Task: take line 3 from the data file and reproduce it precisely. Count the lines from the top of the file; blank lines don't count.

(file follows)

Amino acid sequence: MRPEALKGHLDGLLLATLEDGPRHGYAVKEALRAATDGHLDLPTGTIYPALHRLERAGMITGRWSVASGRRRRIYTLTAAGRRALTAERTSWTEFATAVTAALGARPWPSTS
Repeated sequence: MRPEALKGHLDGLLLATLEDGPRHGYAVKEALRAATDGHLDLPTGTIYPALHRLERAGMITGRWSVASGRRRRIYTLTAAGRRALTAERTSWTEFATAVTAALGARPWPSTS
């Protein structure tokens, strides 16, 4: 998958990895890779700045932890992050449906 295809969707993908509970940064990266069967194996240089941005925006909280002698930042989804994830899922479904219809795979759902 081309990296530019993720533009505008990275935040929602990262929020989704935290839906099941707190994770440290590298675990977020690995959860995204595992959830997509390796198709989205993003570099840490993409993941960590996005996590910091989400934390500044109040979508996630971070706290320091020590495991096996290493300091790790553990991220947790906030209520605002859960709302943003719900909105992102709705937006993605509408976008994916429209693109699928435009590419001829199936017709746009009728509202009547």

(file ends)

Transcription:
């Protein structure tokens, strides 16, 4: 998958990895890779700045932890992050449906 295809969707993908509970940064990266069967194996240089941005925006909280002698930042989804994830899922479904219809795979759902 081309990296530019993720533009505008990275935040929602990262929020989704935290839906099941707190994770440290590298675990977020690995959860995204595992959830997509390796198709989205993003570099840490993409993941960590996005996590910091989400934390500044109040979508996630971070706290320091020590495991096996290493300091790790553990991220947790906030209520605002859960709302943003719900909105992102709705937006993605509408976008994916429209693109699928435009590419001829199936017709746009009728509202009547």